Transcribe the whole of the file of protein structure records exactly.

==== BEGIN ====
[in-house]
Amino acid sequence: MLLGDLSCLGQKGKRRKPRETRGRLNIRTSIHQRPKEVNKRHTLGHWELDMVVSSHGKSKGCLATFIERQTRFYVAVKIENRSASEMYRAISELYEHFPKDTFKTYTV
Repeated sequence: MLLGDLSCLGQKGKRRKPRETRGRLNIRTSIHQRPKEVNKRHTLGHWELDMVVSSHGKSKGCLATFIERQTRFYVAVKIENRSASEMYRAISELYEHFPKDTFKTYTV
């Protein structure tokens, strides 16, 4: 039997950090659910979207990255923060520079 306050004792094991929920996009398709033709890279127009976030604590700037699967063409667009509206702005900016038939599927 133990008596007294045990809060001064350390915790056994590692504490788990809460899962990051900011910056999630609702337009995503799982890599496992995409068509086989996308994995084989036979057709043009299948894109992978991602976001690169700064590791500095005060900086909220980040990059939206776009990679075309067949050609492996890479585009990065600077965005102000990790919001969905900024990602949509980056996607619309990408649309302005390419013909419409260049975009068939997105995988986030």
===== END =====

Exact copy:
[in-house]
Amino acid sequence: MLLGDLSCLGQKGKRRKPRETRGRLNIRTSIHQRPKEVNKRHTLGHWELDMVVSSHGKSKGCLATFIERQTRFYVAVKIENRSASEMYRAISELYEHFPKDTFKTYTV
Repeated sequence: MLLGDLSCLGQKGKRRKPRETRGRLNIRTSIHQRPKEVNKRHTLGHWELDMVVSSHGKSKGCLATFIERQTRFYVAVKIENRSASEMYRAISELYEHFPKDTFKTYTV
């Protein structure tokens, strides 16, 4: 039997950090659910979207990255923060520079 306050004792094991929920996009398709033709890279127009976030604590700037699967063409667009509206702005900016038939599927 133990008596007294045990809060001064350390915790056994590692504490788990809460899962990051900011910056999630609702337009995503799982890599496992995409068509086989996308994995084989036979057709043009299948894109992978991602976001690169700064590791500095005060900086909220980040990059939206776009990679075309067949050609492996890479585009990065600077965005102000990790919001969905900024990602949509980056996607619309990408649309302005390419013909419409260049975009068939997105995988986030």